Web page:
Brazilians protest World Cup spending, want better services

Members of Brazil's Homeless Workers' Movement (MTST), who are living at the

Members of Brazil's Homeless Workers' Movement (MTST), who are living at the "People's World Cup Camp" which houses some 2,800 families of the movement in the district of Itaquera near Sao Paulo's World Cup stadium, Arena de Sao Paulo, block a road during a protest against the World Cup in Sao Paulo, May 15, 2014. (REUTERS)


, Last Updated: 4:25 PM ET

Cities across Brazil braced for demonstrations on Thursday, as disparate protest movements seek to criticize spending on the upcoming World Cup soccer tournament and revive a call for better public services that swept the country last June.

Less than a month before the tournament kicks off, and four months before a presidential election, Thursday's protests will gauge the ability of demonstrators to once again rally frustrated Brazilians and the competence of police to manage unrest that occasionally escalated over the past year into violence and vandalism.

Though most demonstrations are expected to gain steam later in the day, protestors in São Paulo, the country's biggest city, by early morning had blocked a major thoroughfare with burning tires and disrupted commutes elsewhere.

Some groups, including the Homeless Workers Movement, marched towards a World Cup stadium, site of the tournament's kickoff, that has become a target because of families displaced by its construction.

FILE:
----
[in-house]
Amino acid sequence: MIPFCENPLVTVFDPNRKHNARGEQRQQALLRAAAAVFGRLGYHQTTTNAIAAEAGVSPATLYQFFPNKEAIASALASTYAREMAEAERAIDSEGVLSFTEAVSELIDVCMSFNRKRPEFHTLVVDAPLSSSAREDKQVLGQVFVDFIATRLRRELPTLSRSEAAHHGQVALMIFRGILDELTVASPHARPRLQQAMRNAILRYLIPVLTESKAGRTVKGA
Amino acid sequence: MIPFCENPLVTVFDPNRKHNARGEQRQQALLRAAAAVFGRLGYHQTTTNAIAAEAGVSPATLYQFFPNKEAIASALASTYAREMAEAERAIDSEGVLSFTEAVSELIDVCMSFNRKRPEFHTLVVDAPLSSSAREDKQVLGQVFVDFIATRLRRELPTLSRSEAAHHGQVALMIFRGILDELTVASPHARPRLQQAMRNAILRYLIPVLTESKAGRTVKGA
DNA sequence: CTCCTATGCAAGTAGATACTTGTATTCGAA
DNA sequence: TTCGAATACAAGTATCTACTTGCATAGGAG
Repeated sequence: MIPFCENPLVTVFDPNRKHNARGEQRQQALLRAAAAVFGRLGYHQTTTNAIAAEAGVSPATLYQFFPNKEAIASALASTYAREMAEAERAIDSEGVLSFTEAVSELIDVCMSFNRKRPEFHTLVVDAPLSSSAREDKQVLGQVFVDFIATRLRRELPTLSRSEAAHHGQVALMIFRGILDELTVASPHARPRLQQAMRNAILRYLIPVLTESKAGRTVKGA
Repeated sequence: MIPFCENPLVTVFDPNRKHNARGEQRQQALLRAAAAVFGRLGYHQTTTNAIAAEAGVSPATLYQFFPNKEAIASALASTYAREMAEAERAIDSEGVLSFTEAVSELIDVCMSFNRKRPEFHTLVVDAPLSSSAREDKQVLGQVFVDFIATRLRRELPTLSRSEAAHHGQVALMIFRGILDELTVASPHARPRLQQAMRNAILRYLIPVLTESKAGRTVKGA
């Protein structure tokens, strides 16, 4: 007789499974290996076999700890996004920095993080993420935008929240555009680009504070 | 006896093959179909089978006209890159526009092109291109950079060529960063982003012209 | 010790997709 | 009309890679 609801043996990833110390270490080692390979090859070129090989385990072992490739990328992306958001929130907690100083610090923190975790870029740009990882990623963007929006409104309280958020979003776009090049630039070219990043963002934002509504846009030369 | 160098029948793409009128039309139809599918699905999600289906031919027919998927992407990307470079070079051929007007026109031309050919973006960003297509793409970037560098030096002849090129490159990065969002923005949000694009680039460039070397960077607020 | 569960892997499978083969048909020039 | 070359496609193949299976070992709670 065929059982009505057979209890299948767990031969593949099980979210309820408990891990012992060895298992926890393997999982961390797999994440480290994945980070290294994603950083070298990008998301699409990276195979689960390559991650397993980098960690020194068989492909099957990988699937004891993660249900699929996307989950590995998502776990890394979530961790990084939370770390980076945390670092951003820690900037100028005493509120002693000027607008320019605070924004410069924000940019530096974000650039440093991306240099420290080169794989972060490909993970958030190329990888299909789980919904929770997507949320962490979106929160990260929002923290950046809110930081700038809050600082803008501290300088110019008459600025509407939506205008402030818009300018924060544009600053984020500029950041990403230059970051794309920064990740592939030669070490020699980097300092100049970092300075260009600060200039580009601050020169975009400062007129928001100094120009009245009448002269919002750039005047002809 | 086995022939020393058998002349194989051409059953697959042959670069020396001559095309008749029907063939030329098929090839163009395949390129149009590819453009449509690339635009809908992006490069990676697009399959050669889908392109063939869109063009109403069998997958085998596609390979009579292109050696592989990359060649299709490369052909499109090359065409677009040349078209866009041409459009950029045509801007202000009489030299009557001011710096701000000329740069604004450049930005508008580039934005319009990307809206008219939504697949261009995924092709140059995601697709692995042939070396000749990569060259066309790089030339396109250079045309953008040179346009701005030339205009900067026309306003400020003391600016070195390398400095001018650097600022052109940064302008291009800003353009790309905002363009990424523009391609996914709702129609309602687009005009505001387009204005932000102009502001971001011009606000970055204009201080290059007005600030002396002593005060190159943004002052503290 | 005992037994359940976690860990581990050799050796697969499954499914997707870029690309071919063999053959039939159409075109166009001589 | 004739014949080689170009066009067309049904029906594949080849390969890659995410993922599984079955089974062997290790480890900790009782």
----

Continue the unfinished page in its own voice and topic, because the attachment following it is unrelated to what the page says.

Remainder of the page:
One banner carried by demonstrators read: "The cup without the people, all to the streets again!"

Protests are planned in up to 50 cities throughout the day, as demonstrators hope to rekindle momentum that led to millions of people hitting the streets last year during the Confederations Cup, a two-week World Cup warmup.

Last year's demonstrations prompted President Dilma Rousseff, who faces a bid for re-election in October, to address the nation and acknowledge deficiencies in public services and investment in everything form education and health care to transportation and security.

After a near-decade of steady growth before she took office, Brazil is now struggling with a sluggish economy, persistent inflation, rising crime rates and lackluster investment.

Thursday's protests come in a week which has already seen widespread strikes from dissatisfied labor unions across Brazil, from bus drivers in Rio de Janeiro to military police in the northeastern city of Recife.